Using nmap to scan for MS17-010 (CVE-2017-0143 EternalBlue)

Published: 2017-07-01
Last Updated: 2017-07-02 16:09:42 UTC
by Rick Wanner (Version: 2)
13 comment(s)

With both WannaCry and NotPetya using MS17-010 for propagation it is important to be able to detect servers which are vulnerable.  Even if you have comprehensive vulnerability management and patching programs there are almost certainly servers that have been missed, whether because they are vendor supported or part of your company's cottage IT.  It is important to be able to find those servers and either remediate them or put additonal controls in place to protect them.

My fall back to do any kind of discovery scanning is always nmap.  It is easy enough to identify devices that have SMB open using nmap.

nmap -Pn -p445 <ip-netblock>

Starting Nmap 7.40 ( ) at 2017-06-30 23:40 EDT

Nmap scan report for ...

Host is up (0.11s latency).


445/tcp open  microsoft-ds


While detecting SMB is the first step, there are legitimate reasons why a server may have SMB open. For the specific case of finding servers that are vulnerable to MS17-010 we need to dig a bit deeper.

Fortunately, Paulino Calderon has created an nmap NSE script which will reliably detect MS17-010.  The script is not part of the standard nmap NSE scripts, so you will need to go and grab the smb-vuln-ms17-010 script from github and place it into the NSE scripts directory before you can use it (on linux that directory is /usr/share/nmap/scripts/)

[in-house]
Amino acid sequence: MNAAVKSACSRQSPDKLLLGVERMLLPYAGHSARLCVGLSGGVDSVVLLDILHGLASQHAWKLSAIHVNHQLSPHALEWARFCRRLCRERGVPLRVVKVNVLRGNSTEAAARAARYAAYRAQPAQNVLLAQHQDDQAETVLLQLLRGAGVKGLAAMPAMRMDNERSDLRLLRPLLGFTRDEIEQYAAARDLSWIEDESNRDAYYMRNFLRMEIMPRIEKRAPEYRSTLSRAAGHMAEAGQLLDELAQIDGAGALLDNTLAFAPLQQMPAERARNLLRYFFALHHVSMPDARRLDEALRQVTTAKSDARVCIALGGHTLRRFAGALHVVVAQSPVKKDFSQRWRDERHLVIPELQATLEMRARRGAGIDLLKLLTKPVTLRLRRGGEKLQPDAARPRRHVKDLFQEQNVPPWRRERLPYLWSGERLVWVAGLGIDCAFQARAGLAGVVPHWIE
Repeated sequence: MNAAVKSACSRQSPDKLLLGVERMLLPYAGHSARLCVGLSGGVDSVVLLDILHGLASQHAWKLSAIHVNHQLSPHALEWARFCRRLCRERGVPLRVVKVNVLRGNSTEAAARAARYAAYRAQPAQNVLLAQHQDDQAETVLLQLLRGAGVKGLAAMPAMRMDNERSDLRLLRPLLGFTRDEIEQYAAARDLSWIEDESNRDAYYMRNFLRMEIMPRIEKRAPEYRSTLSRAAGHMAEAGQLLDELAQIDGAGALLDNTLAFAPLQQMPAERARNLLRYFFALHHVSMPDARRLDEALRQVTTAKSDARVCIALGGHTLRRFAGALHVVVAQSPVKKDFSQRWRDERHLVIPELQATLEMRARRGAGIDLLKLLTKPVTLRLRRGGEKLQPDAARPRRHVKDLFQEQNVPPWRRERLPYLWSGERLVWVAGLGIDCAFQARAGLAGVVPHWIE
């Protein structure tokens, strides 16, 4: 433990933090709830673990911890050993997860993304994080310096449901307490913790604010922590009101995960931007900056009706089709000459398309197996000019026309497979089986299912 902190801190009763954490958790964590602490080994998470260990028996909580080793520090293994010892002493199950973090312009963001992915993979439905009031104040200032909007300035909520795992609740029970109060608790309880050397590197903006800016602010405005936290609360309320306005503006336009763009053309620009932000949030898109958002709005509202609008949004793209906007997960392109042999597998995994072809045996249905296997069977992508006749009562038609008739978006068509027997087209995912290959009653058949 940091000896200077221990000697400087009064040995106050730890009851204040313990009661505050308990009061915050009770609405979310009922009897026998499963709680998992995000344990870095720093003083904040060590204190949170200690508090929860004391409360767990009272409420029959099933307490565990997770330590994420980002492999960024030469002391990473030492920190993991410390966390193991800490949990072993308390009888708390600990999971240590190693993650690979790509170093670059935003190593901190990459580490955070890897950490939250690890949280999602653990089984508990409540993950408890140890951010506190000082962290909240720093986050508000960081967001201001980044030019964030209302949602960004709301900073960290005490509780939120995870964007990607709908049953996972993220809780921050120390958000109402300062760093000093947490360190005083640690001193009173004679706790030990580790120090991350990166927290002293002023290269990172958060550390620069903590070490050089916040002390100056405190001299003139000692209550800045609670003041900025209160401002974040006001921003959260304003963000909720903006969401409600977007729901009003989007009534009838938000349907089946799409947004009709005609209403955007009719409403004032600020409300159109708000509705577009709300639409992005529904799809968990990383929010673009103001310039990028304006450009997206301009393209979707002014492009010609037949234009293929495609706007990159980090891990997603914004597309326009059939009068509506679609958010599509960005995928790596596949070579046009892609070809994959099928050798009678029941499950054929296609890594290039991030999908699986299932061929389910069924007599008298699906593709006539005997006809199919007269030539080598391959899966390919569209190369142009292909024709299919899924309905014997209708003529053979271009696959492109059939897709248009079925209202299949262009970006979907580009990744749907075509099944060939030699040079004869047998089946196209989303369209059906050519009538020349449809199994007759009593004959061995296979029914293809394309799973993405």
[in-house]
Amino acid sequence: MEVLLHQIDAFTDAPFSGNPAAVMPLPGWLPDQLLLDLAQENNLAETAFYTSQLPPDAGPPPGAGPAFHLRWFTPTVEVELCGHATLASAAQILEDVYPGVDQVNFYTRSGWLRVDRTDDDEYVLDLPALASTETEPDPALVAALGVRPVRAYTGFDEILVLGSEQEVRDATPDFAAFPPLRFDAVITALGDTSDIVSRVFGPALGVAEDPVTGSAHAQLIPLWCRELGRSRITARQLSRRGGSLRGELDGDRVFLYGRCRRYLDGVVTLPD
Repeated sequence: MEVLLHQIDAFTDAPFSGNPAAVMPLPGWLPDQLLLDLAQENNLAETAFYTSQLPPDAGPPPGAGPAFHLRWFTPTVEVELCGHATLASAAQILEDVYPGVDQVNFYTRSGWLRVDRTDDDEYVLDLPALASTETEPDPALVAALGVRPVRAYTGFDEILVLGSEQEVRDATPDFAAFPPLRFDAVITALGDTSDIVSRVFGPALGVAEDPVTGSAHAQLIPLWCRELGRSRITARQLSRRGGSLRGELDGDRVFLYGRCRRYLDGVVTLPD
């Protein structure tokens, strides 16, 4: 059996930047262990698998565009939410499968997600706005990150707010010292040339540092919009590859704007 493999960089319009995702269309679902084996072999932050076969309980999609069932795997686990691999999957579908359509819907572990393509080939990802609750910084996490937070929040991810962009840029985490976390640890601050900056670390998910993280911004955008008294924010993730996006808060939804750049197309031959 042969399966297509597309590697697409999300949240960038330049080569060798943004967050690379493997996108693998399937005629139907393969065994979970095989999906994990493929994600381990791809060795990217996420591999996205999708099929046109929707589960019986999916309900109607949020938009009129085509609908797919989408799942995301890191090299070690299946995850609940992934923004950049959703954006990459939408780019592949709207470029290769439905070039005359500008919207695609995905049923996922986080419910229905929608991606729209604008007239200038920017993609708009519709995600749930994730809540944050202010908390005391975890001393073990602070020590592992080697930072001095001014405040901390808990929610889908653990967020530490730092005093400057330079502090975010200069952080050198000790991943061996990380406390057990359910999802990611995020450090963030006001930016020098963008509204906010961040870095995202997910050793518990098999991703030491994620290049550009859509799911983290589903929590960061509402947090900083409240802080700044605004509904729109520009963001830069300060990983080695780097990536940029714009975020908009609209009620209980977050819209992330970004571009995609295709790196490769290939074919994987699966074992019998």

This is the nmap command line that seems to work best with this nse script.  (with thanks to Neo23x0)

nmap  -Pn -p445 --open --max-hostgroup 3 --script smb-vuln-ms17-010  <ip_netblock>

When the scan finds a server with SMB open and not vulnerable to MS17-010 then the output looks identical to the previous scan however a vulnerable server will generate additional output.

Starting Nmap 7.40 ( ) at 2017-07-01 11:13 EDT

Nmap scan report for ...

Host is up (0.23s latency).


445/tcp open  microsoft-ds


Host script results:

| smb-vuln-ms17-010: 


|   Remote Code Execution vulnerability in Microsoft SMBv1 servers (ms17-010)

|     State: VULNERABLE

|     IDs:  CVE:CVE-2017-0143

|     Risk factor: HIGH

|       A critical remote code execution vulnerability exists in Microsoft SMBv1

|        servers (ms17-010).


|     Disclosure date: 2017-03-14

|     References:





UPDATE: It was pointed out that a version of this script was packaged with the 7.50 version of nmap that was released in mid-June.  For those of you who are not yet on the 7.50 version (like me) you can get the packaged version of the script from the nmap svn repository.  The packaged version is slightly different than the one on github.

-- Rick Wanner MSISE - rwanner at isc dot sans dot edu - - Twitter:namedeplume (Protected)

13 comment(s)


There is a script with the identical name that shipped with the Windows port of nmap 7.50. Same author listed in the code comments. SHA-256 is 35c37d0eac3d8a83fe5732ff1a58bbbb5d68eae49bd3f599a51153695072836b

The script that shipped with the Windows nmap 7.50 port has a specific reference to github in the code comments, which the script that your piece references does not have. It also contains a clause to the test beginning with "if smb_cmd == 37", as follows:

elseif err == 0xc0000008 then
stdnse.debug1("STATUS_INVALID_HANDLE response received. This system is likely patched.")
return false, "This system is patched."